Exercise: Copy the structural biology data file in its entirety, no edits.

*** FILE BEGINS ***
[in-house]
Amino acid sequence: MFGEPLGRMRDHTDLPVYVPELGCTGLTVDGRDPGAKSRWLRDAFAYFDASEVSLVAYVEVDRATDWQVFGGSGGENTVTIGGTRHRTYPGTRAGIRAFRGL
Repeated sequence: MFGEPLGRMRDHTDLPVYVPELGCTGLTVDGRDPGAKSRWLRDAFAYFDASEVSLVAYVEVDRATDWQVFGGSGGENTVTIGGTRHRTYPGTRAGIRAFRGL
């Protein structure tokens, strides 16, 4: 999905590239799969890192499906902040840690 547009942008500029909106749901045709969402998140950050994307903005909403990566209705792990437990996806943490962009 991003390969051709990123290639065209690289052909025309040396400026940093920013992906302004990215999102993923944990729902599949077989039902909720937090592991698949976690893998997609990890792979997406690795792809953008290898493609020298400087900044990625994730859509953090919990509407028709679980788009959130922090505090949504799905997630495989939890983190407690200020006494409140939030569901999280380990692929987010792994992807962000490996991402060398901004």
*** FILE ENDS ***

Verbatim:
[in-house]
Amino acid sequence: MFGEPLGRMRDHTDLPVYVPELGCTGLTVDGRDPGAKSRWLRDAFAYFDASEVSLVAYVEVDRATDWQVFGGSGGENTVTIGGTRHRTYPGTRAGIRAFRGL
Repeated sequence: MFGEPLGRMRDHTDLPVYVPELGCTGLTVDGRDPGAKSRWLRDAFAYFDASEVSLVAYVEVDRATDWQVFGGSGGENTVTIGGTRHRTYPGTRAGIRAFRGL
């Protein structure tokens, strides 16, 4: 999905590239799969890192499906902040840690 547009942008500029909106749901045709969402998140950050994307903005909403990566209705792990437990996806943490962009 991003390969051709990123290639065209690289052909025309040396400026940093920013992906302004990215999102993923944990729902599949077989039902909720937090592991698949976690893998997609990890792979997406690795792809953008290898493609020298400087900044990625994730859509953090919990509407028709679980788009959130922090505090949504799905997630495989939890983190407690200020006494409140939030569901999280380990692929987010792994992807962000490996991402060398901004």